At best, research has found, that type of training succeeds in teaching people basic information, like the definition of harassment and how to report violations. At worst, it can make them uncomfortable, prompting defensive jokes, or reinforce gender stereotypes, potentially making harassment worse. Either way, it usually fails to address the root problem: preventing sexual harassment from happening in the first place. That’s because much of the training exists for a different reason altogether. Two 1998 Supreme Court cases determined that for a company to avoid liability in a sexual harassment case, it had to show that it had trained employees on its anti-harassment policies.
Female victims often hesitate to file charges "for fear of being judged" or "because they are ashamed to reveal details of their intimate lives," according to a new booklet containing revised guidelines for forces dealing with crimes of violence against women. The guidelines include new requirements for registering reports of domestic violence, designed to ensure incidents that don't necessarily lead to charges being pressed are kept on file.
The city’s army of rickshaw and taxi drivers pose no particular threat to women. As in other cities, sexual violence in the capital is most frequently committed by men known to their victims. “If drivers were a problem, the Delhi transport system would have come to a stop,” says Rutika Sharma, a social worker who helps run the schemes, developed by the Delhi-based Manas Foundation, a mental health group. But as growing numbers of women venture out to work and simply live their lives, they are coming into more frequent contact with commercial drivers – some from backgrounds where the idea of an independent woman is still relatively new. “We are trying to explain things in 40 minutes or one hour, that they have been seeing for 40 years,” Sharma says.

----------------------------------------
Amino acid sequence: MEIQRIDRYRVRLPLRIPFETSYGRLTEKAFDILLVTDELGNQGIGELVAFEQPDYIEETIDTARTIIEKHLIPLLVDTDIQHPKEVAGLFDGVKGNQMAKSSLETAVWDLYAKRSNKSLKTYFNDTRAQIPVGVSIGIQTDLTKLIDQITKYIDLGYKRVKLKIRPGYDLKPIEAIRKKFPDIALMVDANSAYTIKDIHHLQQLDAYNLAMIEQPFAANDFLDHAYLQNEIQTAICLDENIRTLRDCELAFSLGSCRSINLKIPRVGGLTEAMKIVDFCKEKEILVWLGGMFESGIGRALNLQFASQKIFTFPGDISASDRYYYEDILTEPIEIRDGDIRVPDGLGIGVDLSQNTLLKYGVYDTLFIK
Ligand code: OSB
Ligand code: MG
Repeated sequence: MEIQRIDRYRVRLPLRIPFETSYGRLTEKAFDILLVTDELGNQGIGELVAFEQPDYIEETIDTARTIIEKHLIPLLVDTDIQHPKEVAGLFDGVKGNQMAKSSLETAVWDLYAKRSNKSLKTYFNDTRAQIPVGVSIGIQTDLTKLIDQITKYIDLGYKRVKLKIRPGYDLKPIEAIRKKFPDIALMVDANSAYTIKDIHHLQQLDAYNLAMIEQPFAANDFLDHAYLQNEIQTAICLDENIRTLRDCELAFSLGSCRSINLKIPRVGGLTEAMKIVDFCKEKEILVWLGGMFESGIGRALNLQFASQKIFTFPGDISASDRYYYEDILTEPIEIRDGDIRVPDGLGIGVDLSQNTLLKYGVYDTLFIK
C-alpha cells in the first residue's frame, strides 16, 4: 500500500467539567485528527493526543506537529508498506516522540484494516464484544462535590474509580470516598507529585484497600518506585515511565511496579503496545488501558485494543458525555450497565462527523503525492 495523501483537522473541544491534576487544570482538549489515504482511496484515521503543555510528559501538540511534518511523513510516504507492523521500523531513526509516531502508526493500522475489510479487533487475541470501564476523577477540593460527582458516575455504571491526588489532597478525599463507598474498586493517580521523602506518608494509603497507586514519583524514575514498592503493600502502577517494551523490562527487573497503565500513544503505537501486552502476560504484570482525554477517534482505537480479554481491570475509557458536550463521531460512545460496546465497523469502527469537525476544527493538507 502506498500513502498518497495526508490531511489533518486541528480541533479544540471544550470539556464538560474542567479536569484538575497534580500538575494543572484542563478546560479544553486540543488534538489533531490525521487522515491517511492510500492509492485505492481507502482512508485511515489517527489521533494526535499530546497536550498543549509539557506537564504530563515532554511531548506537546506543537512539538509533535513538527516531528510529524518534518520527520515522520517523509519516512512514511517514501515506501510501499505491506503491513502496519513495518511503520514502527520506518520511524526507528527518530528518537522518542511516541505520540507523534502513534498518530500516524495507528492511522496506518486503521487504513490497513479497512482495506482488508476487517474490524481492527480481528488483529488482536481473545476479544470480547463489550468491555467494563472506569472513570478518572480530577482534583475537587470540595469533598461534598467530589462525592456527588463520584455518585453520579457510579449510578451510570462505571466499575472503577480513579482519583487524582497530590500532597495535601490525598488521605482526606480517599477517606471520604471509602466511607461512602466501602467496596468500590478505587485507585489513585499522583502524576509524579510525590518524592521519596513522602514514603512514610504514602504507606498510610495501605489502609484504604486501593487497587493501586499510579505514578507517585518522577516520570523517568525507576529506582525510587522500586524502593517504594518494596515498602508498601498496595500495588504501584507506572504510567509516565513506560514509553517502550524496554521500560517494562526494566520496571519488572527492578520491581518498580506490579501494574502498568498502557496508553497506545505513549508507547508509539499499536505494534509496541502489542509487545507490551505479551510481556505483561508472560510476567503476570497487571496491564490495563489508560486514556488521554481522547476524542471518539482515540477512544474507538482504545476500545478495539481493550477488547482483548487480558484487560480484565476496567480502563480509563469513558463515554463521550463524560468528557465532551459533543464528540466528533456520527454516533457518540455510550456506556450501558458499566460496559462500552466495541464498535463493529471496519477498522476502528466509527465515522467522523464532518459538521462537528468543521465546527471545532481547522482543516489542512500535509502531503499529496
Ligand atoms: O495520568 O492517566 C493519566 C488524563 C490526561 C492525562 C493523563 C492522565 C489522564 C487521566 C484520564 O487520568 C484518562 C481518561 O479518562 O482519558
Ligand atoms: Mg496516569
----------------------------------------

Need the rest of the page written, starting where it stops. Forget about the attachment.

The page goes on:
To create a lasting shift in how men treat women, experts say, prevention is key. "The way we've always responded is through intervention after the fact," Bunch said. "Someone has to be harmed; someone has to go to the hospital; someone has to go to the shelter; someone has to go to human resources. We want to go upstream and prevent it so that it doesn't happen in the first place."
The program bills itself as a class where men “learn how social constructs of masculinity harm them and the people around them, and work to construct healthier masculinities.” Or, as Hicks puts it, “It was eight weeks of guys discussing how they can address their actions with better self-awareness and less toxicity.”